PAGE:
MEYER GALLERY UP: A Utah native and University of Utah graduate, Adam Hansen creates work of painterly realism including still lifes and portraits.|2|UPCOMING: New work by Santiago Michalek.
DISTRICT GALLERY UP: Presenting a solo show featuring Uruguayan artist Santiago Garcia.|3|
J-GO GALLERY UPCOMING: Winter Sol celebrates the upcoming winter season with the unveiling of our 2014 collection which includes new work from each of the gallery's 20+ artists. AND: Sparkle, annual art jewelry exhibit.
TERZIAN GALERIES UP: Henry Stinson. Henry's love of painting the unique stems from his inability to resist capturing those unusual moments in life that make each of us step back and think. Whatever the origin, Henry has the singular ability to translate moments into paintings, making his work popular with corporate and private collectors both in the US and abroad.
BOUNTIFUL/DAVIS ART CENTER UP: 2013 Holiday Show and Sale.
Eccles Community Art Center UP: Works by father and son Steve and Jake Songer. AND: Works by husband and wife Bonnie and Jack Wahlen.
Gallery at the Station UP: New work by Robert Call, Mac Stevenson, Keith Dabb, Keith Dagley, Carol Fulton and Paul Trentelman.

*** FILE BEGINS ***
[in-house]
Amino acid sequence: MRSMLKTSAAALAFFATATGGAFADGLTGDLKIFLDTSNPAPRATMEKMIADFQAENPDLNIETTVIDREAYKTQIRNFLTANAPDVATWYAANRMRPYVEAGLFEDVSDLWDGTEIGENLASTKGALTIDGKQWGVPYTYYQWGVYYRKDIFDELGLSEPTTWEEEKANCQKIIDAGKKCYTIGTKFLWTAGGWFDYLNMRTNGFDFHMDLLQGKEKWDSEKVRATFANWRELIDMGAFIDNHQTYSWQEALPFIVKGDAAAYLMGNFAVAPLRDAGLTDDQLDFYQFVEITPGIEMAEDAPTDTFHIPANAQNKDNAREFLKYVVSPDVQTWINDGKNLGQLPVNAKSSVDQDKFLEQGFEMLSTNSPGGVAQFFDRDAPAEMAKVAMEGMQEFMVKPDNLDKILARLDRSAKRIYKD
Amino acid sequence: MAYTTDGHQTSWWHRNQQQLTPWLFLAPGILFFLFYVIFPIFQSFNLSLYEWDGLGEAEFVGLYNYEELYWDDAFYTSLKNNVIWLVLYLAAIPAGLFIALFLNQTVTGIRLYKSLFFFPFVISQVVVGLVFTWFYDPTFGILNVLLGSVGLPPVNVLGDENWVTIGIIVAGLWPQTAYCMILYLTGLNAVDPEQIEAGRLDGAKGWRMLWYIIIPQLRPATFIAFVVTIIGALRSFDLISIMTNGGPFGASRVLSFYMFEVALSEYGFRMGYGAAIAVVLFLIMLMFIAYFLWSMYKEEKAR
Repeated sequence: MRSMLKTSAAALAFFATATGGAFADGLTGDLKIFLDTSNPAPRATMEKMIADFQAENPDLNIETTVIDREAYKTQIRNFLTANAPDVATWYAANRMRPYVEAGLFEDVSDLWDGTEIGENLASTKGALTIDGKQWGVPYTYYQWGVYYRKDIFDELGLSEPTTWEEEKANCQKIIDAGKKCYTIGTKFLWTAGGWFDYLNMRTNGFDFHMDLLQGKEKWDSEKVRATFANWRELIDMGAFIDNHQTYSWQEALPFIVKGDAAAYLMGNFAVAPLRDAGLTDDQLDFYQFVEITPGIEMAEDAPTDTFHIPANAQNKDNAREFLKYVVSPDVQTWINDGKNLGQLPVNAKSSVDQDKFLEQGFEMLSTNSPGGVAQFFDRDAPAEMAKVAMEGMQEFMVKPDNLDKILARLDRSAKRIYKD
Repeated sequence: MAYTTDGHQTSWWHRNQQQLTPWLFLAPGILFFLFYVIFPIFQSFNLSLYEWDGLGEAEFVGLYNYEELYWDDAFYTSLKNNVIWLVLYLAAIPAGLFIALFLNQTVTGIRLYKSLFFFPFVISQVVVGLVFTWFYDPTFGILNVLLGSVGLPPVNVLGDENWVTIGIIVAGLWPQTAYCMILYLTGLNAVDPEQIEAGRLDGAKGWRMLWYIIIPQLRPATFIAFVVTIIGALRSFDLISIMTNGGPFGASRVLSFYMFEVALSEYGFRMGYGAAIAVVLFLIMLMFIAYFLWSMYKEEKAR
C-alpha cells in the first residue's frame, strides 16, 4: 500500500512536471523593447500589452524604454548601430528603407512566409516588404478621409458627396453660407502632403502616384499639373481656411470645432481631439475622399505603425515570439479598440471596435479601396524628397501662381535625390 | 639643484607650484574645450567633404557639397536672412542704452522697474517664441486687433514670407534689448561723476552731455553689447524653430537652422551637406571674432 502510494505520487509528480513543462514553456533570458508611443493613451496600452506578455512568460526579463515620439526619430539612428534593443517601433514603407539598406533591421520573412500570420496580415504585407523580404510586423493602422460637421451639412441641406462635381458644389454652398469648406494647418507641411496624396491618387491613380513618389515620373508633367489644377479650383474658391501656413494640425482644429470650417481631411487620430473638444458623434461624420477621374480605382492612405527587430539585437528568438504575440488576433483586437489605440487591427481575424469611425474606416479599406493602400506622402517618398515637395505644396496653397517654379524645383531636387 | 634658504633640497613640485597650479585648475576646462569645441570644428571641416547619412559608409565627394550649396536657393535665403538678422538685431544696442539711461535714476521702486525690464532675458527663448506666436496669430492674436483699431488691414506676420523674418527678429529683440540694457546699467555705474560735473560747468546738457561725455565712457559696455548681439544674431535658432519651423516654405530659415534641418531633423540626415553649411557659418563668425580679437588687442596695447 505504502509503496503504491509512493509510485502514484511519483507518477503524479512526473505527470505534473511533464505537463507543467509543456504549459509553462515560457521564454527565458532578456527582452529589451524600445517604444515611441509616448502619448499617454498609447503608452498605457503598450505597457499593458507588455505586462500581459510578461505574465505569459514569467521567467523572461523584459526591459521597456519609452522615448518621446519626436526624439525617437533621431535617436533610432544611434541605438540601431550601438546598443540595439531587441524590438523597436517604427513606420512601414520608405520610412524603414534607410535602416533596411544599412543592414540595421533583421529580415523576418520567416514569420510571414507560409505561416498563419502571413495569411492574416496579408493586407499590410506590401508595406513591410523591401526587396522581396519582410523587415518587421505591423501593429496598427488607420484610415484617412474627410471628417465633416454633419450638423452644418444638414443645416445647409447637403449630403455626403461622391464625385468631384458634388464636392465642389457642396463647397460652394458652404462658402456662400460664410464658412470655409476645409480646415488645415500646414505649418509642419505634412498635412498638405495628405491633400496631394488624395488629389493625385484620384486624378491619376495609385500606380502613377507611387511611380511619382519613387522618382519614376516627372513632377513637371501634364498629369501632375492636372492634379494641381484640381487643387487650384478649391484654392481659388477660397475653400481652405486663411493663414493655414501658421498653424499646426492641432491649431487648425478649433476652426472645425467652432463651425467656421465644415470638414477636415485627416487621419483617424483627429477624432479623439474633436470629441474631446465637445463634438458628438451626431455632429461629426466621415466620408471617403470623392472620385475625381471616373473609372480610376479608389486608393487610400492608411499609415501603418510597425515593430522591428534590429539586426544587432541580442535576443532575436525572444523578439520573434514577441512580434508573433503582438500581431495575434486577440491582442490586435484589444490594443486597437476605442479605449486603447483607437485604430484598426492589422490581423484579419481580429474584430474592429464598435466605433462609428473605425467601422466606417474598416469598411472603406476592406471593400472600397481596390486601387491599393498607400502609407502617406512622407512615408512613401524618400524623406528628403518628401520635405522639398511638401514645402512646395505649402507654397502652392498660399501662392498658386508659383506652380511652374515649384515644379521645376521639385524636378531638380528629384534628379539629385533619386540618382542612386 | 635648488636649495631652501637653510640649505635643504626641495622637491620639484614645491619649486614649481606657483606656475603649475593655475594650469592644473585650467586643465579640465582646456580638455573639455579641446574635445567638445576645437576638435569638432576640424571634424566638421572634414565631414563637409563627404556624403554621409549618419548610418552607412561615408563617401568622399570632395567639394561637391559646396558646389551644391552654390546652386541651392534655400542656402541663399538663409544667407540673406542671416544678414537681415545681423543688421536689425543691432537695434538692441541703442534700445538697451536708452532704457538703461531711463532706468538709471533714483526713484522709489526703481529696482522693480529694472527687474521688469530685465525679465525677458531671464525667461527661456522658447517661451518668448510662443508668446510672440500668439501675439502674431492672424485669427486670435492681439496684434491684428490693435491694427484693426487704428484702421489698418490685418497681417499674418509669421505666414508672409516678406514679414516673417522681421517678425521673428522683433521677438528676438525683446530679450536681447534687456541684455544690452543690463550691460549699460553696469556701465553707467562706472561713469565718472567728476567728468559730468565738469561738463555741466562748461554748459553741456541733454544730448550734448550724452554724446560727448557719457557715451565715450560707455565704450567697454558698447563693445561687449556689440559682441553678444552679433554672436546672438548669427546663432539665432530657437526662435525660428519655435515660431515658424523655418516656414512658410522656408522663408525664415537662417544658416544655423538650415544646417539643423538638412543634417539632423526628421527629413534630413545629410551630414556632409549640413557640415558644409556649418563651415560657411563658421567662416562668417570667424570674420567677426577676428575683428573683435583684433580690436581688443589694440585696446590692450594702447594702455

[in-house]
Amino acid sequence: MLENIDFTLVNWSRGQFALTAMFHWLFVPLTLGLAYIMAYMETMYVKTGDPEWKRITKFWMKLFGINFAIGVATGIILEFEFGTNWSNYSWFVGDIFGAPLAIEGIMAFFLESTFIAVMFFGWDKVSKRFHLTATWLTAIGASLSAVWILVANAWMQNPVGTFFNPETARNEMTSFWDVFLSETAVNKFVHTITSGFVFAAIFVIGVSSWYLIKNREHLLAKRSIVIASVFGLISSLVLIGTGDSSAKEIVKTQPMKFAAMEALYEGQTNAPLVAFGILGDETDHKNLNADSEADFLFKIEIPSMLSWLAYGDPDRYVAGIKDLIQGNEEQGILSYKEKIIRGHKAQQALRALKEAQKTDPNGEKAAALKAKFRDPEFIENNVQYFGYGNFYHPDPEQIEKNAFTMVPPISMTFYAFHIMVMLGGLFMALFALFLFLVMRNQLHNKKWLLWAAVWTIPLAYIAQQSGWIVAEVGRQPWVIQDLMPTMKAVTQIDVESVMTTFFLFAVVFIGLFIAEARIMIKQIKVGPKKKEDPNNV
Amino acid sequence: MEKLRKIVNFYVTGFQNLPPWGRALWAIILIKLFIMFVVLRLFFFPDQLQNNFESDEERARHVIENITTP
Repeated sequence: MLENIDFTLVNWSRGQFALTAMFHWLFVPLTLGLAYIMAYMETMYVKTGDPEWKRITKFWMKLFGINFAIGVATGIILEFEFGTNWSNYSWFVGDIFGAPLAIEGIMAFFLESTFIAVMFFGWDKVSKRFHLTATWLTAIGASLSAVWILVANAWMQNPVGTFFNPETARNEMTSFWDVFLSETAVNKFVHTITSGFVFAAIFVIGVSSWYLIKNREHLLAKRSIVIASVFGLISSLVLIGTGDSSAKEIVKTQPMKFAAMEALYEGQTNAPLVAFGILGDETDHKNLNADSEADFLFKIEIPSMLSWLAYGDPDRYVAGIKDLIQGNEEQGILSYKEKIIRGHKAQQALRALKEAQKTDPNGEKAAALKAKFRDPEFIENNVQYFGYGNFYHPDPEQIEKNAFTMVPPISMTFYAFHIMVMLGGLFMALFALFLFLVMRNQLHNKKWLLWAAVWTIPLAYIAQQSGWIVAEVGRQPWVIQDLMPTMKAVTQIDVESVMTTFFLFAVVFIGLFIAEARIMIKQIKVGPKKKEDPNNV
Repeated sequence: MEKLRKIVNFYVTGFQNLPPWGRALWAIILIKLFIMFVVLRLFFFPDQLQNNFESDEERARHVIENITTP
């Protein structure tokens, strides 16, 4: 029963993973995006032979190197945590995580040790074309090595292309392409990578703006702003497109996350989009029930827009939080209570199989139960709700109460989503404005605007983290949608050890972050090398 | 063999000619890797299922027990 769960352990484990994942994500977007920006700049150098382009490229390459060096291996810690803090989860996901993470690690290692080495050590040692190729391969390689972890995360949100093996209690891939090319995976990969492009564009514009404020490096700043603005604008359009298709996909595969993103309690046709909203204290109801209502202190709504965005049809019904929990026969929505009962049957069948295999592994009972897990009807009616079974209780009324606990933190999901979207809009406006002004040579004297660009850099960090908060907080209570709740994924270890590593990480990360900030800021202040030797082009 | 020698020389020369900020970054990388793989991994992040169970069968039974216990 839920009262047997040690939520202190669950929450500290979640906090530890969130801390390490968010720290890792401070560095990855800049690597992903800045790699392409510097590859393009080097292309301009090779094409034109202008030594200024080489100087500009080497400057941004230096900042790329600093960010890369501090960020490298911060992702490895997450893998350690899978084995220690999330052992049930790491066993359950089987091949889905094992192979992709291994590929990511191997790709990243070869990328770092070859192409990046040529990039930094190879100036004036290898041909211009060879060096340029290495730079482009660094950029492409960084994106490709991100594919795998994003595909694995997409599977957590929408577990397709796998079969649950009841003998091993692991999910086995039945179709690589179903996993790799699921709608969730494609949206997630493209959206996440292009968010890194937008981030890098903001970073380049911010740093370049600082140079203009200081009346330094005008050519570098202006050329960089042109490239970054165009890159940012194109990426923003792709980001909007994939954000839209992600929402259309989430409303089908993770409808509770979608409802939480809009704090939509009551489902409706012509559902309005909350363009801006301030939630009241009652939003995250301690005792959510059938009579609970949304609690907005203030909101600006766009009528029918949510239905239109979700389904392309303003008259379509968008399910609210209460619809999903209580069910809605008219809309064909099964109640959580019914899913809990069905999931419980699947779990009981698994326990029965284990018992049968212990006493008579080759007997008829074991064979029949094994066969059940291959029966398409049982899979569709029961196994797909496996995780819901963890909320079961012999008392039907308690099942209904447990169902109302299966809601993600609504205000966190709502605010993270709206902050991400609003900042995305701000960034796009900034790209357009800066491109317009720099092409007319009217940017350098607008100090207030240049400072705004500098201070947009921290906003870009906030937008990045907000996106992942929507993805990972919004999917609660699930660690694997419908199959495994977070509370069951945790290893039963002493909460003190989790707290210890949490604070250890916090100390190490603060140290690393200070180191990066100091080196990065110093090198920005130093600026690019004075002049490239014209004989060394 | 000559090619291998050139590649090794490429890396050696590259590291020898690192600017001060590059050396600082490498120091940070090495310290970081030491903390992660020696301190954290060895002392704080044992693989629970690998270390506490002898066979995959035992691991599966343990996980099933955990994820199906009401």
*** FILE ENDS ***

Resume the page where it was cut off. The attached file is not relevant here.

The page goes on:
WHITESPACE UP: Patrajdas Contemporary, a Utah-based contemporary art project, presents Corpo/ Ethereal, featuring blood paintings and 3D immersive environment by Jordan Eagles,|4| sculpture by Emil Alzamora|5|and glass drawings by Jeff Wallin.|6| Exhibition focuses on the metaphysical intersections of body and spirit (see our review in the November 2013 edition). Shaw Gallery (at Weber State) UP: Fall 2013 BFA Thesis Exhibition.
Brigham City Museum UP: Brigham City artists G. Russell Case and his father Garry Case have used thousands of tubes of paint and acres of canvases depicting a world of mountainous horizons, towering skies and meandering rivers. The painters’ depictions of these western vistas are mostly from local subjects.
Nora Eccles Harrison Museum of Art UP: Female + Form, a selection of works from the museum's permanent collection embracing a diverse range of forms and showcasing work by important women artists. AND: New Acquisitions 2013 features nine works of art recently donated to the museum by the late Joe Austin. AND: LUX, exploring how artists have used light as a medium or subject, including several large pieces by artists featured in the Pacific Standard Time exhibition from Los Angeles who are considered to be leaders of the light and space art movement of the 1970s.